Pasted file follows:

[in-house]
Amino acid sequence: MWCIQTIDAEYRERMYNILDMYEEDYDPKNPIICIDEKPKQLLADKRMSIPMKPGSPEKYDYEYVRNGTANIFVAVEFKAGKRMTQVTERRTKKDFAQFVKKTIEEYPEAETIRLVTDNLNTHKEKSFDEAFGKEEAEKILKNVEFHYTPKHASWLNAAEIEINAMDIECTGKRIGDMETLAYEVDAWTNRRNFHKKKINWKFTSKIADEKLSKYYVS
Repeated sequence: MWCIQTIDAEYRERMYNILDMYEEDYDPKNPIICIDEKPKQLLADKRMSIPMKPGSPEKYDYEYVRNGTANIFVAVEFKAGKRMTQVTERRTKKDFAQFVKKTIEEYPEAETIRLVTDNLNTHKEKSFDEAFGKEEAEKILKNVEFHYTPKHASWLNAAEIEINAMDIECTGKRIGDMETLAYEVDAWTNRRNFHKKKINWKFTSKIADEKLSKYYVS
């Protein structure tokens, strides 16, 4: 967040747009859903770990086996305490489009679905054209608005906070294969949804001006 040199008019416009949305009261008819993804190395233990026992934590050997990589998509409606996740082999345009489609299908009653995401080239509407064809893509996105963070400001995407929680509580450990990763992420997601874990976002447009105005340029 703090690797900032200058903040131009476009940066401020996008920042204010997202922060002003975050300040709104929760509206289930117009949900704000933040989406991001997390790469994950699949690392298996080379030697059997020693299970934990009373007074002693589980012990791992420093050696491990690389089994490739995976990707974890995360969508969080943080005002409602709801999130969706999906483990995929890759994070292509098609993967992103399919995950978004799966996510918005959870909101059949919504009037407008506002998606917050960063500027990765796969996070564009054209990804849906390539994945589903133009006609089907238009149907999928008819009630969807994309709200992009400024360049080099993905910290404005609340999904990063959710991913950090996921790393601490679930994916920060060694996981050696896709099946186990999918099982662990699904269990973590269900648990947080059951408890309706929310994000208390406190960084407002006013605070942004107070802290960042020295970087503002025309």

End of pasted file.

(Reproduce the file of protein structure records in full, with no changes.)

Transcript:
[in-house]
Amino acid sequence: MWCIQTIDAEYRERMYNILDMYEEDYDPKNPIICIDEKPKQLLADKRMSIPMKPGSPEKYDYEYVRNGTANIFVAVEFKAGKRMTQVTERRTKKDFAQFVKKTIEEYPEAETIRLVTDNLNTHKEKSFDEAFGKEEAEKILKNVEFHYTPKHASWLNAAEIEINAMDIECTGKRIGDMETLAYEVDAWTNRRNFHKKKINWKFTSKIADEKLSKYYVS
Repeated sequence: MWCIQTIDAEYRERMYNILDMYEEDYDPKNPIICIDEKPKQLLADKRMSIPMKPGSPEKYDYEYVRNGTANIFVAVEFKAGKRMTQVTERRTKKDFAQFVKKTIEEYPEAETIRLVTDNLNTHKEKSFDEAFGKEEAEKILKNVEFHYTPKHASWLNAAEIEINAMDIECTGKRIGDMETLAYEVDAWTNRRNFHKKKINWKFTSKIADEKLSKYYVS
């Protein structure tokens, strides 16, 4: 967040747009859903770990086996305490489009679905054209608005906070294969949804001006 040199008019416009949305009261008819993804190395233990026992934590050997990589998509409606996740082999345009489609299908009653995401080239509407064809893509996105963070400001995407929680509580450990990763992420997601874990976002447009105005340029 703090690797900032200058903040131009476009940066401020996008920042204010997202922060002003975050300040709104929760509206289930117009949900704000933040989406991001997390790469994950699949690392298996080379030697059997020693299970934990009373007074002693589980012990791992420093050696491990690389089994490739995976990707974890995360969508969080943080005002409602709801999130969706999906483990995929890759994070292509098609993967992103399919995950978004799966996510918005959870909101059949919504009037407008506002998606917050960063500027990765796969996070564009054209990804849906390539994945589903133009006609089907238009149907999928008819009630969807994309709200992009400024360049080099993905910290404005609340999904990063959710991913950090996921790393601490679930994916920060060694996981050696896709099946186990999918099982662990699904269990973590269900648990947080059951408890309706929310994000208390406190960084407002006013605070942004107070802290960042020295970087503002025309």